Welcome back to the depressing game of whack-a-mole where there’s a new evil rodent for Team Arrow to beat on. And wow, did they beat him up.
Straight off the bat, The Candidate throws its audience into a wicked fight scene. Canary dances across roof tops, Diggle beats down on the Ghosts, and Thea once again nearly loses her control. This fight scene gives us one of the coolest zip line shots Arrow has provided in all its seasons. With an array of bullets hot on her heels, Canary leaps off a roof and grabs onto a zip line quickly made by one of Green Arrow’s arrows. The motion is smooth and quick, and I’m having trouble figuring out if it was computer graphics. Green Arrow, who has taken the back seat throughout the fight, rushes to the explosive device on the city’s water supply and sprays it with shark repellent… I mean, bomb repellent.
And this is all in the first two and a half minutes.
This episode packed a punch, just as Ollie packed a lunch for Felicity on her first day back at Palmer Tech. Amongst her many problems with having to downsize her company, including firing the one and only Mr Curtis Holt, Felicity and the team are in the middle of another attempted murder. Jessica Danforth, the only mayor candidate, is being pushed out of the race. Soon her daughter is kidnapped and strung up by Lonnie Machin, aka Anarchy. Anarchy’s plans are thwarted by Team Arrow and, in turn, Thea’s darkness erupts.
The ferocity that Willa Holland shows throughout this episode is beyond anything she has delivered before on Arrow. Although only slight in the first fight, there is a clear escalation of aggression as she interrogates and breaks the arm of a thug a lot taller than her. And I believe it! Speedy may be short, but with Holland delivering the lines, and the punches, there is no question she could take even Ollie down. And she does. Although, she does yell into the air about an unmanned gun at one point which was a bit weird.
One concern I had about a lighter Oliver Queen was that Arrow wouldn’t be as dark. I still wanted there to be a distinguishing feel between the Flash and Arrow. My concerns were completed erased by the actions of both Anarchy and Speedy. After four seasons, Arrow has been able to produce some pretty awesome fight scenes. Remember Nyssa’s one on the helipad? Well, Speedy is awesome in all of her fight scenes this episode but the one that takes the cake is when she fights Anarchy. After he has taken the Green Arrow down, Speedy steps in and kicks Anarchy into flammable liquid. But she’s not finished. Speedy fries Anarchy using his electric baton/ staff and he is set on fire. Cue Anarchy mask.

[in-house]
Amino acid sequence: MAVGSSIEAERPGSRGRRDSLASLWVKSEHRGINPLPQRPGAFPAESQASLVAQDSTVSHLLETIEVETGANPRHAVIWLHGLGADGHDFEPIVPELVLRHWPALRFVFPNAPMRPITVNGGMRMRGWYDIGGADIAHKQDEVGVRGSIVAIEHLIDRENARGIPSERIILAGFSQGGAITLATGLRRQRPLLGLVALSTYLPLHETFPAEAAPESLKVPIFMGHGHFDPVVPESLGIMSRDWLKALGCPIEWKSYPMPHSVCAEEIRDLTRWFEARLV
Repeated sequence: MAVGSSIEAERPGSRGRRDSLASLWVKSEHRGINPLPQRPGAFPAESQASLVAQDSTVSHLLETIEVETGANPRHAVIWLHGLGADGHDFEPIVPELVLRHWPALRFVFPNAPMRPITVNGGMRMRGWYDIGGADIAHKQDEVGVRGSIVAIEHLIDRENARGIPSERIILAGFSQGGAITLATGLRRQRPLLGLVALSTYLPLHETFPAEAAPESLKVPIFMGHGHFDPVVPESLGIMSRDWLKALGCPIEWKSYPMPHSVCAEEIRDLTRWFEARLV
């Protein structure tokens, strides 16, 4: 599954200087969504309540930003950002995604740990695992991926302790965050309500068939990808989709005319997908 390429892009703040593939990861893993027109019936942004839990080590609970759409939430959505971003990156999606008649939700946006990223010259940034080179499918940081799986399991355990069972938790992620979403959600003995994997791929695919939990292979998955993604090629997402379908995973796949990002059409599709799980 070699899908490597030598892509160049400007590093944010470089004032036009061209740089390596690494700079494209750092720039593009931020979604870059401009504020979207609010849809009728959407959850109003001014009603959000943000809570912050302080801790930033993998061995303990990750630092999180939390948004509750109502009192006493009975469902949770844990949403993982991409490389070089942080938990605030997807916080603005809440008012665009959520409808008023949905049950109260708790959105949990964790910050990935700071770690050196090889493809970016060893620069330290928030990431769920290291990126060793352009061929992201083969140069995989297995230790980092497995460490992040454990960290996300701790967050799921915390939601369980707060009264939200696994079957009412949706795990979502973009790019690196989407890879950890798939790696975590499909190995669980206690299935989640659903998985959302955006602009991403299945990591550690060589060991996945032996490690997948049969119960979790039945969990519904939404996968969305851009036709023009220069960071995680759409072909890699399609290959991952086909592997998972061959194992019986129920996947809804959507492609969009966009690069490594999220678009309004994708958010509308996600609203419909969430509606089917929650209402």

Our latest villain Anarchy is quick becoming one of my favourites and he’s only had one episode. His actions are uncalculated, brutal, and terrifying. On top of which, Anarchy even has the fighting capability to take down a ghost and even Ollie. I’m actually more excited about what anarchy will bring next rather than what Darhk does.
The flashbacks are again very brief compared to the last season showing Oliver landing on Lian Yu and killing the guard who found him. He is then requited to become a guard and keeps watch over people from different nations as they farm. Nothing is happening, but the short snippets are a huge improvement to the large interruptions to last season’s main story (with the exception of Tatsu).
Another exciting point in this episode is the beginning of Sarah’s resurrection story arch. With the façade of a holiday for Thea to sort herself out, Laurel and Thea instead dig up Sarah Lance’s grave. Sarah’s corpse gave me a chill. It will be an interesting comparison between Thea, having been dead only for a short time, and Sarah, who has been dead for more than 6 months. The pair will be taking the corpse to Nanda Parbat but whether or not Merlyn, or Nyssa for that matter, will allow them to use the Lazarus Pit is another story. We know Laurel will, but at what cost?
With Laurel, Thea, Nyssa, and Sarah all in the same place, I only hope there will be a huge fight scene between them. How cool would that be?
Review by Brittany Howarth